“Over the past twenty-five years, I have worked as a forest botanist, evolutionary biologist, educator, and small-NGO-affiliated conservation activist, based mainly around a biologically important and beautiful national park in West Kalimantan, Indonesia” explains Dr Cam Webb.   “During this time I have seen the forests surrounding the park disappear and be replaced by oil palm plantations, seen local wealth and health standards rise, and become increasingly aware of the massive, impending social and environmental crises bearing down on all of us, and on this precious patch of rain forest.  I am now winding up various research projects, and want to spend time during the next year trying to better understand which approaches to tropical nature conservation can really work, how to provide business decision makers with profound, direct experiences of biodiversity, and how to help students face the seriousness of our global future in a way that honours their grief and horror, but also protects them from falling helplessly into the natural traps of disempowerment and despair.  While I would never have thought to attend a course and conference on ‘leadership, sustainability and wellbeing,’ as I looked more into the events, after an unlikely meeting with Jem Bendell in Bali, I sense that many of the issues I am struggling to understand in Borneo will be explicitly addressed here.  The presence of Bendell, John Foster, and Charles Eisenstein indicates that the conference will be underpinned with an awareness of the seriousness of the mess we are in, and yet the container, an explicitly joy-filled, outdoor, community event promises to help me understand better the connections between grief and hope, and mind and heart.  As for the certificate course, I am most excited to engage in deep, guided conversation with the lecturers and other participants, many of whom I expect will also be grappling with the very meaning of any action in the face of what is to come.  Coming as I do from an academic and NGO background, I am also hopeful that this course and conference will challenge my own prejudices against business, green-washing, self-declared ‘leadership,’ and organizations in general, and expect to be deeply inspired by recognizing ‘strangers’ working tirelessly for goals I share in ways I would never have thought of. And last, but definitely not least, spending a couple weeks in the Lake District in July, rain and shine, with music and poetry, sounds like serious ‘soul food,’ and I’m always hungry!”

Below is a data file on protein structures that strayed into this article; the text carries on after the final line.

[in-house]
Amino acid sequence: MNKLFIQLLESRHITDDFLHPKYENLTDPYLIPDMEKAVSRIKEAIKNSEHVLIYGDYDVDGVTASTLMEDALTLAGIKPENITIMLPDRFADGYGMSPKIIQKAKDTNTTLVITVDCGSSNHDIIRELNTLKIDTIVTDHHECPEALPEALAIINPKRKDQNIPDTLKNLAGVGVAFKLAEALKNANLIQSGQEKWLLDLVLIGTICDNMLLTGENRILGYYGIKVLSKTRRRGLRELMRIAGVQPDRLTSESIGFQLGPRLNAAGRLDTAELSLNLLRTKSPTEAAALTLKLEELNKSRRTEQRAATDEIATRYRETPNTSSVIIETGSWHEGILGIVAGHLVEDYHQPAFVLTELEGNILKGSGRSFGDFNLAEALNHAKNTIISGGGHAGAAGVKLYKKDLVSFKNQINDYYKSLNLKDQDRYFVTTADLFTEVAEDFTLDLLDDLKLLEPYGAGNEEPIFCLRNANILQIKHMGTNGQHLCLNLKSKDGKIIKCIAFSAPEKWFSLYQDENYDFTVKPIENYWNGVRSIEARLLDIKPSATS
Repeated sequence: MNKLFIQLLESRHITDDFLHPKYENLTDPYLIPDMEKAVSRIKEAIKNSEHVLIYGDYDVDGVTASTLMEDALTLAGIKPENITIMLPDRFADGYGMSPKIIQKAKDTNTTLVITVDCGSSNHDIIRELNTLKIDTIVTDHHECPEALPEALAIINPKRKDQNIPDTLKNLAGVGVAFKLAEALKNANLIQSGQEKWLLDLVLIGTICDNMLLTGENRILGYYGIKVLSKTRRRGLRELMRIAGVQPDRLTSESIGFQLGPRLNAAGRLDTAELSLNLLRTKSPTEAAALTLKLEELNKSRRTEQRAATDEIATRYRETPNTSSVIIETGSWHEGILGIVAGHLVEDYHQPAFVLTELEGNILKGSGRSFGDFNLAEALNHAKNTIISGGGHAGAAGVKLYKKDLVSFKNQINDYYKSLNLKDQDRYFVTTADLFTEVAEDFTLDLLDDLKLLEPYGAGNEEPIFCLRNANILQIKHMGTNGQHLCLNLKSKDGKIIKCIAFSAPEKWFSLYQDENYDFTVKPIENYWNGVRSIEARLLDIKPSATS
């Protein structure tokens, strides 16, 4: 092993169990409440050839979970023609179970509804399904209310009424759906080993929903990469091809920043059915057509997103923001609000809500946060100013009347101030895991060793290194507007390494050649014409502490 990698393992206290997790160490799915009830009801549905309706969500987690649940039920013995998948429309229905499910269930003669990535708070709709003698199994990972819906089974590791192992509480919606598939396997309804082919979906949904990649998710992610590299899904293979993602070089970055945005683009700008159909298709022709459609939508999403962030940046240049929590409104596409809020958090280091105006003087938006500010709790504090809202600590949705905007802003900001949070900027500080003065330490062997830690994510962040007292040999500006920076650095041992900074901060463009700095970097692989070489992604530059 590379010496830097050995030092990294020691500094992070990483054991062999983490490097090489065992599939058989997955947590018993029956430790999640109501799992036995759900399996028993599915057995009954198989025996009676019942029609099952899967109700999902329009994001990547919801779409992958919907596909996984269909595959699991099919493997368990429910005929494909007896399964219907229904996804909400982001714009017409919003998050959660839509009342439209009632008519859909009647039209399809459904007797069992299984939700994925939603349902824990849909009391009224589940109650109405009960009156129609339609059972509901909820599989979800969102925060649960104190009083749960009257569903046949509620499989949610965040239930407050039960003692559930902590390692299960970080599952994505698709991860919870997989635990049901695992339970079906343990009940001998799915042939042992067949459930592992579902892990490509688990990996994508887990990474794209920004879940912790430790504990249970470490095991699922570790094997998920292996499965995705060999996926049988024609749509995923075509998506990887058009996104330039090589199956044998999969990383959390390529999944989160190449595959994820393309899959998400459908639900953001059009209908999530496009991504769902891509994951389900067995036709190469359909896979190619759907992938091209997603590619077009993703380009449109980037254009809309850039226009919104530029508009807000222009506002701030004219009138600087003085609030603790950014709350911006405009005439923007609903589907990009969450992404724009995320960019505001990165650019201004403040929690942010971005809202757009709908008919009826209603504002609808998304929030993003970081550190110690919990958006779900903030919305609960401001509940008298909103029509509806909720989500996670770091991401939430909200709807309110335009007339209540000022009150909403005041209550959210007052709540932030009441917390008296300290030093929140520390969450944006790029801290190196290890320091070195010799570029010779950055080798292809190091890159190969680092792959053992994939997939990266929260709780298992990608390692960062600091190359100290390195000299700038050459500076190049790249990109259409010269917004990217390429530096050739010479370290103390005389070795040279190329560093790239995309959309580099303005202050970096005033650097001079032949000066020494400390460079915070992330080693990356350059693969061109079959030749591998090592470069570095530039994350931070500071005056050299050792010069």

We are honoured to have someone as committed, experienced and inquiring as Cam joining our course. I also asked Sue Adams to explain why she is looking forward to July in the Lake District. She explains: